|Created by||James Caruso|
|Developed by||James Caruso|
|Presented by||Mark Richards (1982–1983)|
Geoff Edwards (1983–1984)
|Narrated by||Kevin McMahan|
|Country of origin||United States|
|No. of seasons||4|
|No. of episodes||133 + 4 pilots|
|Executive producers||James Caruso|
|Production locations||Bridge Studios|
San Francisco, CA
|Running time||23 minutes (approximately)|
|Production companies||JM Production Company|
Turner Program Services
|Distributor||Turner Program Services|
Warner Bros. Television Distribution
|Original network||TBS (1982–1983)|
|Original release||December 27, 1982 –|
February 24, 1984
Starcade is a game show where contestants competed against one another by playing arcade video games. The series originally aired on TBS from 1982 to 1983, followed by a run in syndication for the following season.
Starcade was produced by the JM Production Company to air on TBS and later syndication by Turner Program Services (TPS). Starcade was the first video arcade game show, and set the blueprint for similar game shows like Video Power, Nick Arcade, and Arena. The show was used to showcase brand new arcade games.
Shortly after the series' cancellation, a second JM-produced video arcade game show, The Video Game, was aired for a brief period from 1984 to 1985.
Two players (or teams; age-regardless) competed. Three rounds were played.
Each round began with a video arcade-game related toss-up question. The player who buzzed in and answered correctly chose one of five free-standing arcade games in the studio and was given 40 seconds (later 60, then 50) to amass as high a score as possible. The opponent then played the same game, and whatever points the players earned were added to their overall scores. If a player's game ended before time ran out, the turn ended immediately and the player was credited with whatever points they had earned.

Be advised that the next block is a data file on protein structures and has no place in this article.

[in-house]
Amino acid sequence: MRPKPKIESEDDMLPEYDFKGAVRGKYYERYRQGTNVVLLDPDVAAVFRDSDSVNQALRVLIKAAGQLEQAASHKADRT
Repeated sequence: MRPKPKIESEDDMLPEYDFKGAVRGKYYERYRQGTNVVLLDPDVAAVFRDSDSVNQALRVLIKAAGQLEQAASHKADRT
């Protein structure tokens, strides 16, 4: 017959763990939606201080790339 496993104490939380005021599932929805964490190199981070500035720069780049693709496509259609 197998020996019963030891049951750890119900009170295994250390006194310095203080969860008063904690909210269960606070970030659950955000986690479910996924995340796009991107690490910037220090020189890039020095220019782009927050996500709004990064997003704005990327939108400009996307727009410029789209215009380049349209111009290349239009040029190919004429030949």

The second and third rounds were played identically, with 40 seconds (later 50) game playing time for the second round, and 30 seconds (later 40) for the third. Once a game was chosen for play in any round, it could not be chosen again. At the end of the second round (and third when the series began), the player in the lead played "Name the Game," attempting to identify four arcade games by viewing short video clips. The player won a prize for correctly identifying at least three of the games, with a second prize awarded for correctly naming all four.
When teams played, both players had to play one game each in round one.
One of the five games was the "mystery game," which awarded a prize (originally 500 extra points, in very early episodes) to the player who chose it in any of the three rounds.
The player in the lead at the end of the third and final round won the game and a bonus prize, and moved on to the bonus round.
The player selected one of the two games that had not yet been played, and was given 30 seconds to beat the average score of 20 other players on that game. If the player did so, he/she won the day's grand prize, which consisted of either an arcade game, a home entertainment robot, a jukebox, or even a vacation (in certain "invitational" episodes).